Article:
George Gershwin

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  • Biography
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  • First Person
  • The Great Songs

Perhaps the most popular songwriters of the “Golden Age” of Broadway were George and Ira Gershwin. In fact, it was George’s gregarious personality (as well as his brilliance) that made his death at such a young age all the more shocking to millions of Americans.

The Gershwins’ songs have become an integral part of the American songbook. 

George was born into a poor family of first-generation immigrants. In 1912 his parents purchased a piano so that his older brother, Ira, could take lessons (Yip Harburg later claimed to be on the street watching it hoisted through the Gershwin’s parlor window – but Harburg claimed a lot of things that weren’t necessarily so). Although the piano was for Ira’s use, it was George who showed the natural predilection for music. He amazed his family when he sat down at the new piano and played simple tunes. In fact, George had begun his “studies” at a neighbor’s house, where he taught himself the basics of piano playing. He went on to more structured schooling with Charles Hambitzer who in turn urged George to study theory, orchestration, and harmony with Edward Kilenyi.

George had ambitions to become a concert pianist, but his teachers convinced him that such a dream was impractical. Luckily, he had an interest in the burgeoning field of American popular song. Like most of his contemporaries, he idolized Jerome Kern and Irving Berlin, two composers who, with George M. Cohan, were most responsible for bringing an American sensibility to what had been a predominantly European art.

George was most interested in the new sounds and syncopations that jazz was bringing to American song. It all began with Scott Joplin and the rags of his contemporaries. Once blacks invented ragtime the white pop writers appropriated their rhythms, took out the rougher edges (actually ragtime, based on quadrilles and other European forms was pretty smooth and sophisticated on its own) and merged it with European art forms. Berlin made ragtime acceptable to white middle class ears (the middle class was another new American institution) with “Everybody’s Doing It Now” and “Stop that Rag” among others. They were as close to ragtime as Paul Whiteman, the King of Jazz, was to jazz. But it was George who really integrated jazz into his popular songs (and his symphonic works too) and in that way became the most influential writer of the 20th century. Ira, with his playful, slangy lyrics matched George’s rhythms.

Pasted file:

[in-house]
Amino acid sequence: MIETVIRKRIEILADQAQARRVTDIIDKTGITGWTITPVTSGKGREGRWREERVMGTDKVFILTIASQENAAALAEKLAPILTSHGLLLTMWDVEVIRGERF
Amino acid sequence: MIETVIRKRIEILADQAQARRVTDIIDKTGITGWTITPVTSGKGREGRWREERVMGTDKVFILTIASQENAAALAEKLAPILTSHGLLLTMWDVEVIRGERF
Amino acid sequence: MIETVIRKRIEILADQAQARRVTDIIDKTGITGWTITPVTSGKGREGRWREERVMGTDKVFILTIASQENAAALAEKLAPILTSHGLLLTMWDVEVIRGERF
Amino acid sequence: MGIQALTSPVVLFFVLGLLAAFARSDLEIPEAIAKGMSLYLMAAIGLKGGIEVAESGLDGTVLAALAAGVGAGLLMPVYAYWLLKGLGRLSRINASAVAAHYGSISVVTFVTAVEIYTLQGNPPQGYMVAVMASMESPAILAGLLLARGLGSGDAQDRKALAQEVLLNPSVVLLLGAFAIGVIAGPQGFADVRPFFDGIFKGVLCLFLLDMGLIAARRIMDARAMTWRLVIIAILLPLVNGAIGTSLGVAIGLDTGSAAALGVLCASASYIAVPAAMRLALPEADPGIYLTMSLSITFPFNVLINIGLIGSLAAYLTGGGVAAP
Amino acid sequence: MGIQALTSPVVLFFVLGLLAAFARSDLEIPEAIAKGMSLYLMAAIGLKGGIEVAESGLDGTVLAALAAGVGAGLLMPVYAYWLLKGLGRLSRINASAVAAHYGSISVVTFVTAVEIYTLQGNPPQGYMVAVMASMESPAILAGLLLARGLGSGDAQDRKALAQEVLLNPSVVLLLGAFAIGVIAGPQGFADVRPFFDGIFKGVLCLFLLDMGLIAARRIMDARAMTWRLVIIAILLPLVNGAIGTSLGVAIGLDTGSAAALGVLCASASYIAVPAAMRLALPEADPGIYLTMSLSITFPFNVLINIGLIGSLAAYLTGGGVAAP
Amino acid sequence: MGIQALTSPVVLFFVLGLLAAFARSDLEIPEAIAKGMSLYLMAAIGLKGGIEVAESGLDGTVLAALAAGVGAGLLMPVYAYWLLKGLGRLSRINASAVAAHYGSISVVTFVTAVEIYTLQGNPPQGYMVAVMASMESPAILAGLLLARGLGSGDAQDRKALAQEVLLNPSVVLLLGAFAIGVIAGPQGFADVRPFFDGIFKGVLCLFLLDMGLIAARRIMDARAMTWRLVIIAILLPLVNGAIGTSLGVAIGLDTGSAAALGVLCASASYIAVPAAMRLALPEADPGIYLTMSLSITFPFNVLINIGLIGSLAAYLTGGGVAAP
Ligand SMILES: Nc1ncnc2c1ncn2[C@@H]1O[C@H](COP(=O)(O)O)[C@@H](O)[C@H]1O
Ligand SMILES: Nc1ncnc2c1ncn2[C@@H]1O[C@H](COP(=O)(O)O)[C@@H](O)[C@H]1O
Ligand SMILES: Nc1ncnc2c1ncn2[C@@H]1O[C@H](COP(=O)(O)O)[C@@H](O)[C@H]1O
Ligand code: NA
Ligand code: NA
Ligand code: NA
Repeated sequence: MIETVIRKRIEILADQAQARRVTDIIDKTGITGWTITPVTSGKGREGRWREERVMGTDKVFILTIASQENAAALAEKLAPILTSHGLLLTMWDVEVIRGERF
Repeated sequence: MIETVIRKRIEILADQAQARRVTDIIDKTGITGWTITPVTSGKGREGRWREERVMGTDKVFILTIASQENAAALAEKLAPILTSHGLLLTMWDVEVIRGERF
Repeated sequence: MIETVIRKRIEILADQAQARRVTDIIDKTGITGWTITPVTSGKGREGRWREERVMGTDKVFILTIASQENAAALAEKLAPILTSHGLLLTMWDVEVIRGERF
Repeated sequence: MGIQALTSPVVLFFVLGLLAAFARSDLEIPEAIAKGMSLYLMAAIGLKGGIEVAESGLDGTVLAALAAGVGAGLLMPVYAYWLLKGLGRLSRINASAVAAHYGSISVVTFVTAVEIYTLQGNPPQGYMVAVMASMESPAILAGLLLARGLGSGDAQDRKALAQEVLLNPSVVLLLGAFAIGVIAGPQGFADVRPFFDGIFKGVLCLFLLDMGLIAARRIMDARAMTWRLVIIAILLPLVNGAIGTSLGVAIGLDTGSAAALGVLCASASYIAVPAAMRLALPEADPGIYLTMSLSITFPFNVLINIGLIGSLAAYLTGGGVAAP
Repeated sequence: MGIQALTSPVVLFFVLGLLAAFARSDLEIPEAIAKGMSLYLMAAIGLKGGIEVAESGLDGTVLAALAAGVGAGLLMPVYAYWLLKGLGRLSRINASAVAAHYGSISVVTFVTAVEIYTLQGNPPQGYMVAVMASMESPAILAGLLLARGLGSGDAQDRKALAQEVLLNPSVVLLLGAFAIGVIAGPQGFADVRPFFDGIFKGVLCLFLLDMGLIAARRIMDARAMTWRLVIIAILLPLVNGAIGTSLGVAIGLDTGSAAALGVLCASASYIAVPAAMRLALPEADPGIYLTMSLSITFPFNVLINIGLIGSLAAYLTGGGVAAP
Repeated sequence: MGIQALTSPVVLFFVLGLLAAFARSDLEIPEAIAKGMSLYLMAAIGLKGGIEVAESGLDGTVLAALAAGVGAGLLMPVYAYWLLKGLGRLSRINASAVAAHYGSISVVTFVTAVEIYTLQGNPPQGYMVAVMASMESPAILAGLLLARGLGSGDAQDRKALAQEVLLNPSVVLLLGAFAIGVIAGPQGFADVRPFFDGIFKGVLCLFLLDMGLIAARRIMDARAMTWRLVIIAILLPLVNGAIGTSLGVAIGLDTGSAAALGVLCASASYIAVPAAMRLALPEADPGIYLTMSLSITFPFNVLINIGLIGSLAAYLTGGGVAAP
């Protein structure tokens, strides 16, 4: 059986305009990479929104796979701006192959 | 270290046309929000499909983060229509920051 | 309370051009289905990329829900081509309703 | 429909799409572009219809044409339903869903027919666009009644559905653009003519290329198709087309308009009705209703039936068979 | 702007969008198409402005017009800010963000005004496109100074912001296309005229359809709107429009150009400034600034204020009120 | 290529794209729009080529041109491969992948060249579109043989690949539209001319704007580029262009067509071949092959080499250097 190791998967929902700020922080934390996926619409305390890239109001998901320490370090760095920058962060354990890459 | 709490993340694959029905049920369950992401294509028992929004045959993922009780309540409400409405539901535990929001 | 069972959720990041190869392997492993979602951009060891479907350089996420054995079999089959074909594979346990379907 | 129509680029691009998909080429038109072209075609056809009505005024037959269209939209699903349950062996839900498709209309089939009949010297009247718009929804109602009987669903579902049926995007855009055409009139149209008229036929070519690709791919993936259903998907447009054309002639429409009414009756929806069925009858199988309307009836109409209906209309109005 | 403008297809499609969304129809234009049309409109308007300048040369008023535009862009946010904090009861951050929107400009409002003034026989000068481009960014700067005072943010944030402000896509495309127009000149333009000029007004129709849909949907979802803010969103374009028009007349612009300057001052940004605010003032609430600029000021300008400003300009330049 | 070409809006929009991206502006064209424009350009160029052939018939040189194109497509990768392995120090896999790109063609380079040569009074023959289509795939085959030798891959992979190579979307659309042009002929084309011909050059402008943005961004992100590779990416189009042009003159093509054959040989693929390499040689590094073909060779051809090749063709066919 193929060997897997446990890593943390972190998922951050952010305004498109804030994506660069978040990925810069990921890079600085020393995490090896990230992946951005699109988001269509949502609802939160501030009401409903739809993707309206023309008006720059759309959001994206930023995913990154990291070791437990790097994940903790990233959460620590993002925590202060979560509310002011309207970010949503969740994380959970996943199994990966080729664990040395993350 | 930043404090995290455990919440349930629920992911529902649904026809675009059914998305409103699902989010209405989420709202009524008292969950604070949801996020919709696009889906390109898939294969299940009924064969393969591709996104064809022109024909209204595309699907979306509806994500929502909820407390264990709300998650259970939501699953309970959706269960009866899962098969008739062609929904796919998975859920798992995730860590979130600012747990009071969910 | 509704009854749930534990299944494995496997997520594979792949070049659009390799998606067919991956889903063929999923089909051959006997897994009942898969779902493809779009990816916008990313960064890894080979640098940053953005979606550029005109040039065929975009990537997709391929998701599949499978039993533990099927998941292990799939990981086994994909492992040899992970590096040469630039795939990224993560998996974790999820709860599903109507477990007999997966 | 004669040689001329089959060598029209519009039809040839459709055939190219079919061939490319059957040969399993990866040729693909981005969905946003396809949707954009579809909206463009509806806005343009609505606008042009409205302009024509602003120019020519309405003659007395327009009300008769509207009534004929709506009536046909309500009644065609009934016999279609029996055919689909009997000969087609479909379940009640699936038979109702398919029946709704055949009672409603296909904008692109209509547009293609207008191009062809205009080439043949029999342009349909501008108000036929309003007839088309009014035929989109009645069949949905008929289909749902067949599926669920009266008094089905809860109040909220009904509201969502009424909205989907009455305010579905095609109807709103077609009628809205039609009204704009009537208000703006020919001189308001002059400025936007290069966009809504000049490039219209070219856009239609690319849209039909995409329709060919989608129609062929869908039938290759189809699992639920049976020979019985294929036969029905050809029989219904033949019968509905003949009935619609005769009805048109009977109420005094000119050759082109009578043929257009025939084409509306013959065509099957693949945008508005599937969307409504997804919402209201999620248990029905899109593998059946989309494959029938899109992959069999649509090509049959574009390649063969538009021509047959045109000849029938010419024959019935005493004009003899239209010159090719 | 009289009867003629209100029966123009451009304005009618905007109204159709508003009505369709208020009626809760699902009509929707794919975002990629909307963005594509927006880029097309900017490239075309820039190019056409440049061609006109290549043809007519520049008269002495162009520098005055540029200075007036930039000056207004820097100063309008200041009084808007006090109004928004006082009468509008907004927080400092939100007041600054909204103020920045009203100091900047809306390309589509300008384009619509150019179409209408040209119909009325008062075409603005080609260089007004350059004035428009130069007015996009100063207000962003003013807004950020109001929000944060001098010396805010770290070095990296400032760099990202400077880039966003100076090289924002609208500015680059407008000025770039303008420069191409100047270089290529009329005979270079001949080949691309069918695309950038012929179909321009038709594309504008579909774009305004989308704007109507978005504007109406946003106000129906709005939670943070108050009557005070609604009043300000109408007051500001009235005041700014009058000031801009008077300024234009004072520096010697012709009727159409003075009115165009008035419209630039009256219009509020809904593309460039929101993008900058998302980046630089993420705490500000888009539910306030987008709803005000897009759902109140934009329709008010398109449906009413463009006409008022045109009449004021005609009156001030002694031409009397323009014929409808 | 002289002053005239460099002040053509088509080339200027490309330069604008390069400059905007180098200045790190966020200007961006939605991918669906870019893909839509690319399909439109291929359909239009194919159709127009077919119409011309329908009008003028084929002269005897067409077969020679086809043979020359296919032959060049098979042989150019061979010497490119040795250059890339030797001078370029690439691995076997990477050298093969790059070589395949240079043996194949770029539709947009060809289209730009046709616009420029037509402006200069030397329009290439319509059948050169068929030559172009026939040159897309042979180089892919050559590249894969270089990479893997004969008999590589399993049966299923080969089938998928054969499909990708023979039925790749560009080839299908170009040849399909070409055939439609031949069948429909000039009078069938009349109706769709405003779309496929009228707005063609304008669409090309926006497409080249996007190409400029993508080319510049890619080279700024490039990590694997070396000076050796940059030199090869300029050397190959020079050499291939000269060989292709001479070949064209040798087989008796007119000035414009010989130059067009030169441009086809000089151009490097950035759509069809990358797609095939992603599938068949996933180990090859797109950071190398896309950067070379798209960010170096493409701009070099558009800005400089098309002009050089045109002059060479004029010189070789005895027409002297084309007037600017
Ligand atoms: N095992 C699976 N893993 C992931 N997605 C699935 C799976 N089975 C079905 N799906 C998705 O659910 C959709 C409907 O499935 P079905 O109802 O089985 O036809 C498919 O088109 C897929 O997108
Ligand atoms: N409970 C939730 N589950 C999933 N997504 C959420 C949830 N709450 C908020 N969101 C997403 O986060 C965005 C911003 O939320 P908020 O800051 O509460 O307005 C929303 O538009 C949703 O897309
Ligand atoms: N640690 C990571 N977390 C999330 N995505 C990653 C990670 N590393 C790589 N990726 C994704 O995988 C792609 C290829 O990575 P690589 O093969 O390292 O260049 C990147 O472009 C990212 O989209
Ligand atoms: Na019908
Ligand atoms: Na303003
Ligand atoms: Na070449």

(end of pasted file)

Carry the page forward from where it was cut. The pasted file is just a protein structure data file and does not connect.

“When You Want ‘Em, You Can’t Get ‘Em (When You Got ‘Em, You Don’t Want ‘Em)” was the title of George’s first published song, copyrighted in 1916 with lyrics by Murray Roth. George’s first Broadway song, “The Making of a Girl,” was written for The Passing Show of 1916 in collaboration with Sigmund Romberg, with lyrics by Harold Atteridge.

George created his first important song (and the biggest seller of his career), “Swanee,” which was written for the Capitol Theatre’s revue Demi-Tasse and was later incorporated into the tour of the Al Jolson show, Sinbad. The success of that song was truly remarkable and led to George receiving his first Broadway assignments.

Ira, being the younger brother, followed in George’s footsteps. His first show was in collaboration with George. An inauspicious future awaited the show, A Dangerous Maid, it closed out of town in Pittsburgh of all places. Ira was concerned that it would appear he was hired only because he was George’s brother, so he assumed the pen name Arthur Francis, the first names of their brother and sister.

Ira was always interested in language, having written light verse all through school. Ira successfully submitted his early work to Franklin P. Adams for publication in Adams’s newspaper column, “The Conning Tower” which served as an outlet for many young talents including those of Howard Dietz and E.Y. Harburg.

Ira and George were quite the opposite in personality and habit. George was a born raconteur who couldn’t be pried away from the keyboard of whatever piano graced the parlor of whatever party he happened to be attending. Ira preferred staying curled up with a dictionary and leftovers. George adamantly refused marriage preferring a series of affairs, most notably with fellow composer Kay Swift. Ira got married relatively early and for good. George’s music is an ideal reflection of his personality, quixotic, hard to pin down, and constantly surprising. Everything and everyone interested George. He painted, experimented with photography, played tennis, and drew inspiration from everyday life.  The "Rhapsody in Blue" came out of the sound of a train clickey-clacking up the rails from New York to Boston. Like his popular songs, the Rhapsody drew on the breadth of George’s musical knowledge. He explained, “I heard it as a sort of musical kaleidoscope of America – of our vast melting pot, of our unduplicated national pep, of our metropolitan madness.”